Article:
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Rural places will suffer if there's no fully implemented plans to run these cables to their neighborhoods. That is as the companies who monopolize areas aren't going to allow access to those, unless otherwise can be done about it. States will be challenging the repeal but there's said to be a hard road ahead.



posted on Dec, 18 2017 @ 03:42 AM
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We are lucky in Czech rep. big telecoms failed to deliver any meaningful services at 90' + we are big geeks. Some guys even used something what is now called LiFi when WiFi was not yet ready. What happened? In every county (average 66K inhabitants) emerged 1 - 3 local for profit provider + community networks.

Soon some of them were strong enough to take over local cable networks and some of them were able to upgrade from coax to optics and Layer2 1Gbps as terminal in customer router. If you are lucky and you live in such area we - as one of those - ISPs offer unlimited 1Gbps for $15/month.

But that is all what we, as small ISPs can do and here is needed some out of market support. One project which is closely related is building of collectors in cities. We are talking about central Europe townships with tens of thousands to hundreds of thousands inhabitants with historical core undermined by 2 - 3 stories of 900 - 200 years old and usually not properly maintained cellars, not to mention other strata important for archeology. It is huge, expansive and after 30 years of public funding almost finished project but it has already payed itself up

Collectors are in city ownership and are constructed to hold everything from water/gas/electricity/data.

Now I'll do a detour. In 90' there was a neoliberal frenzy and some 85% cities privatized its water infrastructure. This resulted in many fold price increase and degradation of (in real socialism built) infrastructure. This can be manifested by significantly lower prices and less infrastructure failures in cities with communally owned and run water infrastructure.

There are good reasons to follow this model in case of Internet at least if we want it as free as we know it now. Spending money on infrastructure instead of wars is rational way ...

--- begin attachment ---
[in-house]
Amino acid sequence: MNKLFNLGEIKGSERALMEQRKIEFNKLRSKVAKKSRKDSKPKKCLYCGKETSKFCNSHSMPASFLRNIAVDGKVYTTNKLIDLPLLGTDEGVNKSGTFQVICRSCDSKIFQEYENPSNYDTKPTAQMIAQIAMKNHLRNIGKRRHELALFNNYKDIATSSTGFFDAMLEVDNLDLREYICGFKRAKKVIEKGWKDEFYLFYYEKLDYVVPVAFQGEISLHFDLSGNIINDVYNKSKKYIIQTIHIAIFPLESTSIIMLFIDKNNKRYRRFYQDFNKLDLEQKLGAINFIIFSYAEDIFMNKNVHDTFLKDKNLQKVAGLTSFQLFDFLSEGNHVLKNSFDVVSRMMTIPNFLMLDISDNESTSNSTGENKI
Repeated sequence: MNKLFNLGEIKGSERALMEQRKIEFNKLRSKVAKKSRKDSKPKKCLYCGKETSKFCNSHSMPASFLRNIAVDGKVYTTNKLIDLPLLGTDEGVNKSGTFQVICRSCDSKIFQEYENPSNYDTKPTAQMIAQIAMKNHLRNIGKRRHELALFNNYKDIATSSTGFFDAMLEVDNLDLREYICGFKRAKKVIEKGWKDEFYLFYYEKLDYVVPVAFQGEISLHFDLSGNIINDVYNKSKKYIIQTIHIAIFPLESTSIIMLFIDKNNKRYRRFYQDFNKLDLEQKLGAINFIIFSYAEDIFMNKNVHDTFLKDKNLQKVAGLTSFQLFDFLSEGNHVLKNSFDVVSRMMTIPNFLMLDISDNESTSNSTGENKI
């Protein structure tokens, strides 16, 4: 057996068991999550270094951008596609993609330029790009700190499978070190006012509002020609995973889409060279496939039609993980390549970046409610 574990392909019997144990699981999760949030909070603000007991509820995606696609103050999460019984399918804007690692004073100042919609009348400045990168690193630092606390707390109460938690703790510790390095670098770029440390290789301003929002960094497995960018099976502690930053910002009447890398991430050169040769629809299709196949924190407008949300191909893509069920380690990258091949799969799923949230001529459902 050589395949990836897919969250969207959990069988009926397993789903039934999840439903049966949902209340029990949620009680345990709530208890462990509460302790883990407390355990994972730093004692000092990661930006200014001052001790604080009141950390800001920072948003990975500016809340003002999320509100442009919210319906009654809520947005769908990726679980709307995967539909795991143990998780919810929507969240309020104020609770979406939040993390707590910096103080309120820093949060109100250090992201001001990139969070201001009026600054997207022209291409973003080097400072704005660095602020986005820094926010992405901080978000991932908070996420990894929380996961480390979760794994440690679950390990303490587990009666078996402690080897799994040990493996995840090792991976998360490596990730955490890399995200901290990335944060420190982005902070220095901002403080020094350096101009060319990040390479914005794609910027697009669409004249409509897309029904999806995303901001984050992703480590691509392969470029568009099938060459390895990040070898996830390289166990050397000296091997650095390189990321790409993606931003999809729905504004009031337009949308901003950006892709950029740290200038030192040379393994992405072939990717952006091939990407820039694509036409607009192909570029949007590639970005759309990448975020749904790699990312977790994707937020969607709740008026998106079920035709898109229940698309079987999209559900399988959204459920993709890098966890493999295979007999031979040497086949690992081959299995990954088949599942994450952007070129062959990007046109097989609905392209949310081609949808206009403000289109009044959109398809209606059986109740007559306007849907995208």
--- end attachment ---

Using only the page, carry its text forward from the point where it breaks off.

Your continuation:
posted on Dec, 18 2017 @ 04:50 AM
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To complete the picture: Last large telecom project before reign of free markets (1989) was complete upgrade from aluminum wires to copper. Ten years later, with 5 years lag now corporate owners were able to bring DSL technology to reality so thanks to socialist planning we have had option at least of some DSL service at every household (well, 95% households). But since we are country with lot of small hills and lot of small villages it is possible to build WiFi networks which are able to compete with DSL in rural areas.

And here is again place for some public funding - it is enough to connect every 5th village with optics and every user at any village will be on symmetrical 50Mbps WiFi link. Now we are able to offer them 10Mbps because long distance wireless is expensive and in fact impossible for desired throughput.

We do not see it as one purpose subsidy, in fact it is important to bring families from large cities, back to country. Earlier people moved to cities because of better standard of living ... running water, electricity, communal heating. Many families would be happy and are able to move back to country if they could use reasonable connection there. For example I was not in office half a year. It is 30 Km away and servers which I administer are in other places ... There is no reason to go there as I prefer written communication. Just imagine diesel I earlier used to travel daily to office.

I'm pretty lucky I'm Linux admin so everything what I need is low latency as all my communication is "word" based. But world is moving and future communication with application is "image" based. Modern applications are running on far away server clusters and what you got are images with abstract sauce all around. This needs low latencies and quite high bandwidth. May I demand it from private multinational with higher turnaround then my own country? Haha. I'll build it myself and may be later I'll offer my infrastructure to private leach as temporal lease.